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Big Ideas:
Geometric shapes and diagrams help to visualize any measurement formula. When we decompose and rearrange geometric shapes, we can connect the visual geometric shapes with abstract and symbolic representations of the algebraic formula.
This lesson develops the geometric proof of the Pythagorean Theorem developed by James Garfield, the 20th President of the Unites States. Students use a trapezoid made from two congruent right triangles and an isosceles right triangle to represent the concept that there is an equivalent relationship between the sum of the squares of the legs of a right triangle and the square of the hypotenuse. Decomposing the trapezoid into the three right triangles helps students connect the visual representation of the geometric shapes with the algebraic formula. When students compare the area of a trapezoid to the area of its composite figures, they get the Pythagorean Theorem in a slightly different form. The final result is that half of the sum of the squares of the legs of a right triangle is equal to half of the square of the hypotenuse. Garfield's geometric model is basically half of Bhaskara II's model.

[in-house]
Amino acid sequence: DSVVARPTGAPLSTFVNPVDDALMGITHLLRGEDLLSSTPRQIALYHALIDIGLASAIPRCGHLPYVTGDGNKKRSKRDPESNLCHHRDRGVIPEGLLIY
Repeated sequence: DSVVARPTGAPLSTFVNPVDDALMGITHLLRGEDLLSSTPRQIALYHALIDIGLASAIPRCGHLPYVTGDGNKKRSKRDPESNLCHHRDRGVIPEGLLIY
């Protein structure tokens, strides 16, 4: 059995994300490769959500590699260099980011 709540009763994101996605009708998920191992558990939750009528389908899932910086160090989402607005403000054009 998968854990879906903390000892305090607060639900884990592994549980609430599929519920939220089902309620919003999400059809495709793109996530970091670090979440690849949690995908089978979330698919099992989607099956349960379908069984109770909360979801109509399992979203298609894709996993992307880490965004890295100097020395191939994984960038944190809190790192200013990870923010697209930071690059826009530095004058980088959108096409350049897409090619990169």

You may wish to share the following historical information with your class when teaching this lesson. Before James Garfield became President in 1881, he was a member of Congress for 20 years. During that time, he discussed his trapezoid model of the Pythagorean Theorem with other members of Congress and explained how it would prove the Pythagorean Theorem. He even published his proof in the New England Journal of Education in 1876. There is no evidence that Garfield's proof added votes to his election or that it had any connection to his assassination in 1881, six months after his election.
Vocabulary: hypotenuse, legs, right angle, right triangle, trapezoid, congruent, contiguous, isosceles
Special Materials:
Diagram of Garfield's model.
graph paper (optional)
isometric dot paper (optional)